Turkish gov’t bars events at Atatürk monuments as Hagia Sophia opens for prayers
Turkish authorities closed off the mausoleum of Turkey’s founder Mustafa Kemal Atatürk and other monuments honouring him on Friday, barring non-government organisations from celebrating the 97th anniversary of a 1923 treaty that defined the borders of modern Turkey.
The restrictions on events commemorating the day the Lausanne Treaty was signed came as Istanbul’s Hagia Sophia opened for Muslim prayers. Turkish President Recep Tayyip Erdoğan on July 10 ordered the Hagia Sophia open to Muslim worship after Turkey's highest administrative court ruled that Atatürk’s decree to repurpose the Ottoman-era mosque into a museum was illegal.
Representatives from the Kemalist Thought Association (ADD), the Association for Supporting Contemporary Life (ÇYDD), as well as various other NGOs and bar associations were slated to visit Anıtkabir, Atatürk’s final resting place, but found the site barricaded off by Ankara police on grounds of disinfecting the site against Turkey’s COVID-19 epidemic, said Haber 3 reported.
"It has become a crime to speak of Atatürk, the Republic and Lausanne to defend the foundations of the Republic of Turkey. We are barred from entering Anıtkabir,” the news website quoted ADD chairman Hüseyin Emre Altınışık as saying.
“We cannot accept this. Until we are allowed inside, we will wait here and continue our struggle. Today, Hagia Sophia is free, Anıtkabir is banned."
Turks on social media slated the government for the Anıtkabir’s closure. One Twitter user wondered why Turkey’s main opposition Republican People’s Party (CHP) did not comment on the matter.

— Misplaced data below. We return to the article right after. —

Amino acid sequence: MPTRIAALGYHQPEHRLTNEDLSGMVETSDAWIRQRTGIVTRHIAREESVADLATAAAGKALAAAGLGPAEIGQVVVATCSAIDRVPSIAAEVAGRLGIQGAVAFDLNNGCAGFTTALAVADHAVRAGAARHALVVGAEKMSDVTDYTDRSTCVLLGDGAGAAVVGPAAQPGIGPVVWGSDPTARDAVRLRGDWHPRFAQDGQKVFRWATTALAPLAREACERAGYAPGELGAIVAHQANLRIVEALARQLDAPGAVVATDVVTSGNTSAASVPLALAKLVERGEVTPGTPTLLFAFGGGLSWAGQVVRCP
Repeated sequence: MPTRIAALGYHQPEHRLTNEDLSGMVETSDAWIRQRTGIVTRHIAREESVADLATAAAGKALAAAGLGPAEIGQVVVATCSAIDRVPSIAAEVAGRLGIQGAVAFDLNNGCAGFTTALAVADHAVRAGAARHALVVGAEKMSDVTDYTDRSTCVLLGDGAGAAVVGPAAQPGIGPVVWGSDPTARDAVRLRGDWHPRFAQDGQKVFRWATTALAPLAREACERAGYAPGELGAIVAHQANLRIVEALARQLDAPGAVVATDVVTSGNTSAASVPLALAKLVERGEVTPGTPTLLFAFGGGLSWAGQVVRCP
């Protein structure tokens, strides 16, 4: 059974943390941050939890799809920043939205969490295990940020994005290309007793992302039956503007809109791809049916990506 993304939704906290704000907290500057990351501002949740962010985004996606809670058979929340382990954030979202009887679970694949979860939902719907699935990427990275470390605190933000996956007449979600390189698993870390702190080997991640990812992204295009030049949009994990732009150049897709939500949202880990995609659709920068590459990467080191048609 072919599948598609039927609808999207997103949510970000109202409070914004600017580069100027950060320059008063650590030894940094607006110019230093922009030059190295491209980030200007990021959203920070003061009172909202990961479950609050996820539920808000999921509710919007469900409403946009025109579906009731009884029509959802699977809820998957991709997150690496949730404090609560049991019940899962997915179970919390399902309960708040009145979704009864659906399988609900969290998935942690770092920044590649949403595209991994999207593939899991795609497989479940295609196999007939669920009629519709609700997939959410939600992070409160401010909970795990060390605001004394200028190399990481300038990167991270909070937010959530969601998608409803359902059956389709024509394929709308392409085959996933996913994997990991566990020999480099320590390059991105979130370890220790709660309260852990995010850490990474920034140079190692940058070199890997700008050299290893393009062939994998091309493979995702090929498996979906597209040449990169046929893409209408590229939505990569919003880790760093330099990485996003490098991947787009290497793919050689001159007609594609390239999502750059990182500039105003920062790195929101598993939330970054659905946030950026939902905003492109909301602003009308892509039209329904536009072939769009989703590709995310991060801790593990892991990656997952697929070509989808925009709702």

“There is even better opposition in primary school election,” he said.
Atatürk’e hakaret ederler; Lozan’ın yıl dönümünde Ayasofya’yı açar, canı ister Anıtkabir’i kapatırlar. Orta yolcu, ılıman, şovmen CHP’liler de anca Sultanahmet’te kuyruğa girer. İlkokul sınıf başkanı seçimlerinde bile daha iyi muhalefet vardır.— Kamer Berzah Özlü (@berzahozlu) July 24, 2020
Another user tweeted: “Whose idea do you think it is to arrange a mass prayer at the Hagia Sophia, as if in a counter-revolution, and close Anıtkabir because they are ‘disinfecting’ it?”
Türkiye Cumhuriyet’in tapusu Lozan Barış Antlaşması’nın yıldönümünde #AyasofyaCamii’nde karşı devrim havasında toplu namaz planlayıp, Anıtkabir'i de "dezenfekte" ediyoruz diye kapamak sizce kimin fikri? #Lozan97Yaşında #LozanTürkiyeninTapusudur #LozanBarışAntlaşması #ANITKABİR pic.twitter.com/mTNKGTuBdj— Yakamoz (@Berfinim_Deniz) July 24, 2020
Throughout his tenure as Turkey’s head of state, Erdoğan and his ruling Justice and Development Party have systematically chipped away at Turkey’s secular foundation by pressing a more Islamist-oriented agenda. The Hagia Sophia’s conversion – a long-standing demand by Turkey’s Islamists – was seen as another step toward the president’s lifelong political goal.
Earlier on Friday, Altınışık said non-government organisations had intended to lay wreaths at Atatürk monuments in Turkey’s 81 provinces but were notified of a ban for such gatherings by provincial and district governors via telephone, according to ABC newspaper.
"There is no official writing, there is only telephone. Our branches wanted to know the rationale for this ban, but they just said, ‘We got instructions by phone’,” Altınışık said. “All our branches had made their applications to their respective provincial and district governors 10 days ago.”
The Treaty of Lausanne was signed in 1923 to officially settle the conflict stemmed from World War I between the Ottoman Empire and Allied countries. The peace agreement defined the borders of the modern Turkish Republic.
Izmir’s Metropolitan Municipality said it would continue on with a series of events to mark the Lausanne Treaty anniversary, which was expected include film screenings, exhibitions, presentations and music performances, starting at 17:00 local time, according to ABC.